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Promoting Black Boston writers who have books

Please join us in promoting Black Boston writers and their books.

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What Black New England travelers and tourists are asked to read

Black book authors at, founded 1638

How to sell a book ... we see a few trends.

  1. You have budgeted a few thousand dollars for hyper-local targeted publicity help. The PR buys a professional flyer and social media post campaign with physical distribution. You send emails to friends. You hired a gatekeeper person to reach out to who they know via a personal or acquired list. You hope for positive and large major media exposure in the local market. Part of the spend buys space at a brick and mortar venue where you stage a book release signing by RSVP. You hope a lot of people come. You hope you will break even. You don't want to carry home as many books and you go there with.

  2. The writer buys starter inventory and holds physical copies at their home. The writer uses the Amazon system. The writer contacts people they know and tells them about their new book. The writer looks for publicity from "anywhere" they can get it, meanwhile, the writer has a demanding day job which is a distraction from focusing on marketing the book.

  3. A publishing house signs the writer and pays a decent advance in anticipation of strong sales. They pray Oprah cares about the book. Writers will be paid 15% of a projected sales number or at least $50,000 minimum advance or more, depending on the deal. The help of a powerful agent gets you in at the big publishing houses. A LOT of successful Black writers are teaching at the university. If it makes a New York Times Book List slot, it will normally sell 10,000 units. The top listed ones sell much more. The writer puts everything else on hold to tour book stores, libraries, communities and do pressers on TV, radio, podcast and the internet. The window for opportunity is short. A book store will put it on its FAVORITE BEST PICKS COUNTER one day and move it down out of sight, the next. You hope for written review placements in important publications. The publisher steps up to perform the herculean tasks of marketing, distributing and selling the book.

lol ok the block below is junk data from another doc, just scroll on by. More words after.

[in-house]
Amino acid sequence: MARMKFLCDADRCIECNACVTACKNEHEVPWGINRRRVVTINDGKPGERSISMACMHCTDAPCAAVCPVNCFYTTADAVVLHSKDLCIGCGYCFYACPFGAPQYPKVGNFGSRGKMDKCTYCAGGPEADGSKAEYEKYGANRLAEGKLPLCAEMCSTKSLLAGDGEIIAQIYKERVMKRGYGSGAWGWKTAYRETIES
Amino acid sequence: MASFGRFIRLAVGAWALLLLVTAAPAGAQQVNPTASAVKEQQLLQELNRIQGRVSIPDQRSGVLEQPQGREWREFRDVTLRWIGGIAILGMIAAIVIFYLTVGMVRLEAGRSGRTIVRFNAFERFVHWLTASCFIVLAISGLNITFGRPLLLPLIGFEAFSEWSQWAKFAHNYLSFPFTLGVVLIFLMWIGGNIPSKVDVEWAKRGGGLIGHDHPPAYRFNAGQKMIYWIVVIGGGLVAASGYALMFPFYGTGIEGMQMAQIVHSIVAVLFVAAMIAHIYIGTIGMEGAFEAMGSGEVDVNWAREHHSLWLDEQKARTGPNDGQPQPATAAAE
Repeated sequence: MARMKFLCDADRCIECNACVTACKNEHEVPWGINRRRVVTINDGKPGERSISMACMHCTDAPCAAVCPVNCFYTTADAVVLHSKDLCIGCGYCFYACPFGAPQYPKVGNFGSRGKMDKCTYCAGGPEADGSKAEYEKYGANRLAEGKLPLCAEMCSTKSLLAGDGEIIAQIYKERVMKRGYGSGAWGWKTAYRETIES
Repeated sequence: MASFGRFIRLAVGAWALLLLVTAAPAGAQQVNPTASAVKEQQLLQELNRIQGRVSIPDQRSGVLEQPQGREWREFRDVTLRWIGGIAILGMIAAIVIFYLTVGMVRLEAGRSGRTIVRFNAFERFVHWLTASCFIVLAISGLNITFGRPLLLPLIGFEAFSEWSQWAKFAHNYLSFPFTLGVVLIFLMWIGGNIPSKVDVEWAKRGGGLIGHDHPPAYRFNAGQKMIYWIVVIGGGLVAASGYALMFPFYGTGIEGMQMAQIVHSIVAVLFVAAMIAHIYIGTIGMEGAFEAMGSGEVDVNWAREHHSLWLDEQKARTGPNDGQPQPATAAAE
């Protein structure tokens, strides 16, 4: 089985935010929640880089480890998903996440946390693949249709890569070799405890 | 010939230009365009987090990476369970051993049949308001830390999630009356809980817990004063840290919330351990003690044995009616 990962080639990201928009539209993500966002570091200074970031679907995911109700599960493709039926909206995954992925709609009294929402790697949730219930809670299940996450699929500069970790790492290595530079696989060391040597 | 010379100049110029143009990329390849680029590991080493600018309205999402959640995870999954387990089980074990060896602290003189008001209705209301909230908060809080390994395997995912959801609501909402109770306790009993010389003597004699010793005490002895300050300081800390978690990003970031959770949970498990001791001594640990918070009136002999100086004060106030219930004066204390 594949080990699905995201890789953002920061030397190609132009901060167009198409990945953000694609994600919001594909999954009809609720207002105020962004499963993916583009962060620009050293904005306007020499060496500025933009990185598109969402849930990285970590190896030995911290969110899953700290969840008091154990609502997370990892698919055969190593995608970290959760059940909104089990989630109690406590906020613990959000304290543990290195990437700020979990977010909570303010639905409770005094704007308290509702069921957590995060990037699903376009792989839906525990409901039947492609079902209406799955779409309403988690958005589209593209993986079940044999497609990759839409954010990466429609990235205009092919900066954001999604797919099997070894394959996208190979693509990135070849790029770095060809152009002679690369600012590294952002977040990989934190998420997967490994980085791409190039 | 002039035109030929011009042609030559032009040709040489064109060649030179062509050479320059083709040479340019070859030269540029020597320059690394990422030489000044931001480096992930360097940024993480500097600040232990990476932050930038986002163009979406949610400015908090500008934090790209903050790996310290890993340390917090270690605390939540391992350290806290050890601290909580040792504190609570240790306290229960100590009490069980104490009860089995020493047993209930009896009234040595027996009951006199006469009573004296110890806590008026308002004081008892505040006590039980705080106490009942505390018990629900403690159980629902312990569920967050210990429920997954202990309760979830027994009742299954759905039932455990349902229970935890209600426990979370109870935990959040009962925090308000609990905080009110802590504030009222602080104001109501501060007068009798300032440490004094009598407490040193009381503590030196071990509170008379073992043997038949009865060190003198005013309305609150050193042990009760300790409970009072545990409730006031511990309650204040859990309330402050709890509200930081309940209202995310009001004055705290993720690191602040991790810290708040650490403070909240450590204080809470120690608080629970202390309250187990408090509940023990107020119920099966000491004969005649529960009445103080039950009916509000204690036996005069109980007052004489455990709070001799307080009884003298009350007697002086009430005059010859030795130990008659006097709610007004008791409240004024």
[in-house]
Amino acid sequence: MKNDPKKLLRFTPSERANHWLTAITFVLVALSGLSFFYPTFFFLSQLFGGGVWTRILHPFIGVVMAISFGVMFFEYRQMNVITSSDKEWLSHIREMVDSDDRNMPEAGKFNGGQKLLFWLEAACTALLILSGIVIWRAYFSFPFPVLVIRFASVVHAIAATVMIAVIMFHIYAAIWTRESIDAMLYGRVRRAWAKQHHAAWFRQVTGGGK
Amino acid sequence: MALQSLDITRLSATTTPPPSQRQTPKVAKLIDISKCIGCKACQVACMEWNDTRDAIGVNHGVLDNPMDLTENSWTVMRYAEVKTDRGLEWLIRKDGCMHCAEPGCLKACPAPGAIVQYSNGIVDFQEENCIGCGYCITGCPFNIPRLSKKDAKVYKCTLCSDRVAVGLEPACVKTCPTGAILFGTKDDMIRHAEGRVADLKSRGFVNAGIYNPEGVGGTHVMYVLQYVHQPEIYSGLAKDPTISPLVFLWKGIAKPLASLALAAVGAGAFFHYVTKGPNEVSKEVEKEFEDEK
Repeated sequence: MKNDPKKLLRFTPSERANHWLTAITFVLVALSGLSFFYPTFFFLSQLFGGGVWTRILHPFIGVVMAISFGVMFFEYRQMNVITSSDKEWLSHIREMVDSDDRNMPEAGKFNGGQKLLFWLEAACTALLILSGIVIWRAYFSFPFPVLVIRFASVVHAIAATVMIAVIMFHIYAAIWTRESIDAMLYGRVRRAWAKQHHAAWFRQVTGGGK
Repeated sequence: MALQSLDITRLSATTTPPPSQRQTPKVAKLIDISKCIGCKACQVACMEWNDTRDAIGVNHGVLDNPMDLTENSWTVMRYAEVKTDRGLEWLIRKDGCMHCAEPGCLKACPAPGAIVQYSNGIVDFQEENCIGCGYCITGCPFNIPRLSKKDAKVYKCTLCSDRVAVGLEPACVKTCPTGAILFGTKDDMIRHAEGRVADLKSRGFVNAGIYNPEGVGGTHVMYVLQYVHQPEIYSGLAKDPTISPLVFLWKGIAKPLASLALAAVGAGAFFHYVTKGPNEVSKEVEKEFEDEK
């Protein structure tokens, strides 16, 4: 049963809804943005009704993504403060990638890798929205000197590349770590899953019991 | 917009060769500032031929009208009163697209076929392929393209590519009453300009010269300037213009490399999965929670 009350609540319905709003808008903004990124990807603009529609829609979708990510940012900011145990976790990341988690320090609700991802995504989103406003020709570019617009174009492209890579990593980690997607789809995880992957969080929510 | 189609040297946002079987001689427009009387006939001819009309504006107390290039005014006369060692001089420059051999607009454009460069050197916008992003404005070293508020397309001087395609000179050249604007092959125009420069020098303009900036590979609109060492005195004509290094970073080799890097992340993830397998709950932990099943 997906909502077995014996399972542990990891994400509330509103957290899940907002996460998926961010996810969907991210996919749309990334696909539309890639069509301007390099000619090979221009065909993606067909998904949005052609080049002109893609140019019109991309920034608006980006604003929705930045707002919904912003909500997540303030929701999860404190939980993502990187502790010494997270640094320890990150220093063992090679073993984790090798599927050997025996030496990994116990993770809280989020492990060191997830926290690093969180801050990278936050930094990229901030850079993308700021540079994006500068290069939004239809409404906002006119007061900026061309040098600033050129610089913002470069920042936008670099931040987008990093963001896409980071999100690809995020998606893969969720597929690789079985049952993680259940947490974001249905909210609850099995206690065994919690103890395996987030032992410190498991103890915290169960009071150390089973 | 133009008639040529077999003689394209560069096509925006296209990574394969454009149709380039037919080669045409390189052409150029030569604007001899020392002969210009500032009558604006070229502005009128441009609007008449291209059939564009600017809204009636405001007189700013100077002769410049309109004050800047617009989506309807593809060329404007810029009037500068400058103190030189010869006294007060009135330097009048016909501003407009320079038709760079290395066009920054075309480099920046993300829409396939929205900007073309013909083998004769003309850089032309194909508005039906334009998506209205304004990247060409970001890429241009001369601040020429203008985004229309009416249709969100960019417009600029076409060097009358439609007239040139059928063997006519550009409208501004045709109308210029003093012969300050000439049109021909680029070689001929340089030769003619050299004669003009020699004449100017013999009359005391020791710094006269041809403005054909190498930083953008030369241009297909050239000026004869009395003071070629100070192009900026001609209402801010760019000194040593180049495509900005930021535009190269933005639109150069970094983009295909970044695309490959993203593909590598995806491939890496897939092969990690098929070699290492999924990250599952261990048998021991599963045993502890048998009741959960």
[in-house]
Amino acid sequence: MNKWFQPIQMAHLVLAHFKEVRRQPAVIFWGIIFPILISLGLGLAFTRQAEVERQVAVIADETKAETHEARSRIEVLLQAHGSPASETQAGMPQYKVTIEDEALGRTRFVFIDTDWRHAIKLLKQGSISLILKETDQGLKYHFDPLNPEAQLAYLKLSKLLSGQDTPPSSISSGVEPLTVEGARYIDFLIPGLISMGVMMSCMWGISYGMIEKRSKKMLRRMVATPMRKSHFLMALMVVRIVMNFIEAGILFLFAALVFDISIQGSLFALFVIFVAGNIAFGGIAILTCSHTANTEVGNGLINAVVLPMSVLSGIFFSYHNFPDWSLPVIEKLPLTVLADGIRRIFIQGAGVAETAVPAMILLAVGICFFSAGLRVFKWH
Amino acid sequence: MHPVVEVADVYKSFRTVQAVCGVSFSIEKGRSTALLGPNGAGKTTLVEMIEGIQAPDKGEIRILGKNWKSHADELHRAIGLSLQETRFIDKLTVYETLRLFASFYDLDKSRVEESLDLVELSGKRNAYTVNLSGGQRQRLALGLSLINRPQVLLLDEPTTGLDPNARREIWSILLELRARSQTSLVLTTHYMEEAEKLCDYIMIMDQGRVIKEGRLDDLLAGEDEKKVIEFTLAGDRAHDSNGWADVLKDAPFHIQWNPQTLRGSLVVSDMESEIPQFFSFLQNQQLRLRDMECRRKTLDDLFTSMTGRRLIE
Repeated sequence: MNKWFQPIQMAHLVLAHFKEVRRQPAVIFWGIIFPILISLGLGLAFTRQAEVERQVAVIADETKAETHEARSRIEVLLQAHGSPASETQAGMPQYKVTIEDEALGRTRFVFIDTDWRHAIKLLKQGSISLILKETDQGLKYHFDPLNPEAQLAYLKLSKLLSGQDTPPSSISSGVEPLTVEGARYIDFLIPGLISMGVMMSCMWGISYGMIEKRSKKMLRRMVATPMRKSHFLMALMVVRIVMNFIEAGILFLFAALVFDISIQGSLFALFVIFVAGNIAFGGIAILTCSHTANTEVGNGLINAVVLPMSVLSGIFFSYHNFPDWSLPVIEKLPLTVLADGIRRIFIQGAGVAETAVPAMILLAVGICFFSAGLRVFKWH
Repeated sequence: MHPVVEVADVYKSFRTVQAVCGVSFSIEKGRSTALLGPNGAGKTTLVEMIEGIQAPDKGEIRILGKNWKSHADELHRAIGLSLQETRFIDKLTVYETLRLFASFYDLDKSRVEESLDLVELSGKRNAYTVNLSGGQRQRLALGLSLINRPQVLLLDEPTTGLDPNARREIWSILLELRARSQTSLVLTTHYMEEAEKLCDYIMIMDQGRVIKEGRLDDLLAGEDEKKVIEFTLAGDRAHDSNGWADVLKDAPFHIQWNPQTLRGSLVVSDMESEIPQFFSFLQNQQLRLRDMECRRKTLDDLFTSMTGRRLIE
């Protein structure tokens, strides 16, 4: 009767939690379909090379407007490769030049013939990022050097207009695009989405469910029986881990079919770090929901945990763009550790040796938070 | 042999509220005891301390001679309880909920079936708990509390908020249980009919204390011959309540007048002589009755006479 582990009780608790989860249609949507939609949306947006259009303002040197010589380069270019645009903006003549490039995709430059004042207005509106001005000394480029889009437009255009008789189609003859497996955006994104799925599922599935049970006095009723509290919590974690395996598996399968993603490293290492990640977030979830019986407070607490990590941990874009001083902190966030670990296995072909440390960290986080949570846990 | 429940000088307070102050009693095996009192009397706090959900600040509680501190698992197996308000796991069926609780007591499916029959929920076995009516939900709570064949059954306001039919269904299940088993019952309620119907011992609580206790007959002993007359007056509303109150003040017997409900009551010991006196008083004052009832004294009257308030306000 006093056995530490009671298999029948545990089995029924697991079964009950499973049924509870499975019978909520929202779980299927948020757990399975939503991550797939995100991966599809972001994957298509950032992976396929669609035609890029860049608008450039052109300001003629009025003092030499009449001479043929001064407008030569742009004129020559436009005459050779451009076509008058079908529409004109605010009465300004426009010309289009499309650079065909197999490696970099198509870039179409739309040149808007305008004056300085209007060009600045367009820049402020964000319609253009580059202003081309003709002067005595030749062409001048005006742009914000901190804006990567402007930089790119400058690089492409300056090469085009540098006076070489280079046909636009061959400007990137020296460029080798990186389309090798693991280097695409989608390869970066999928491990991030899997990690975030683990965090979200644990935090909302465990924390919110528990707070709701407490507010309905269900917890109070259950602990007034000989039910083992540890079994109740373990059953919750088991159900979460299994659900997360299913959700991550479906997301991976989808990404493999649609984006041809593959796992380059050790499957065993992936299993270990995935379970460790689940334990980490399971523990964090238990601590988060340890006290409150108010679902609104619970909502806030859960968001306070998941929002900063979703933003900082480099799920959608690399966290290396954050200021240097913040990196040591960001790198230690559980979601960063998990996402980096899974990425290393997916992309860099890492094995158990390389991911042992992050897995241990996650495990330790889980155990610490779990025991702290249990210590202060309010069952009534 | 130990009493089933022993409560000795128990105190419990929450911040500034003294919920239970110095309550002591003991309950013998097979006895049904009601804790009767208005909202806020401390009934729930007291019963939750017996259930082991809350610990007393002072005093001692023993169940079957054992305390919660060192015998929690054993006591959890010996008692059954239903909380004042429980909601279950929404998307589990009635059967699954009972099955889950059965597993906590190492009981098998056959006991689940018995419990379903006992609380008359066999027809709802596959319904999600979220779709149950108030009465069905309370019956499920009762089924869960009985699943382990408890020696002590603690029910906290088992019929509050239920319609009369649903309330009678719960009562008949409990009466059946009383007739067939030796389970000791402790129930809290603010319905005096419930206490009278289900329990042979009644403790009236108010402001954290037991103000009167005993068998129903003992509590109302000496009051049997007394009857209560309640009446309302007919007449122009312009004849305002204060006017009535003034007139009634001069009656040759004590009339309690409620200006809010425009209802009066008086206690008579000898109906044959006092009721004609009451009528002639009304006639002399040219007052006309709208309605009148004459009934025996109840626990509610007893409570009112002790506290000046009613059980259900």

A Black woman writer struck an unusual million dollar book signing deals at a young age. Do you know Ya Gasi's HOMECOMING book? She is 20-something years old. Her publishing deal made national headlines a year ago. HomeComing is a fine non-fiction work. In another case, author Marcus Burke was signed by Ballentine One World for his first novel about a story set in Milton and Dorchester, Massachusetts. Burke's publishing company contacted this site and sent over a publicity kit. Then Burke came through to the Harvard Coop Book store for a signing, and appeared later in the week at the Harvard Club and at a Dorchester High School where the Boston Globe covered it.

  4. POP-UPS, FRIENDS TOLD YOU SO AND THE INTERNET: It is infinitely harder to sell product online than it is in a brick and mortar, but you can strike gold with a pop space or a good internet sales run. It takes a great product and skill, luck and the right timing to do it. A mega-church member heard there was a church member who had opened his own book store, so we went there in a group of three. Together, we spent about $300 during the trip on a variety of books because the store, cafe coffe shop was so cool and full of great books and products, and it was black-owned in this case.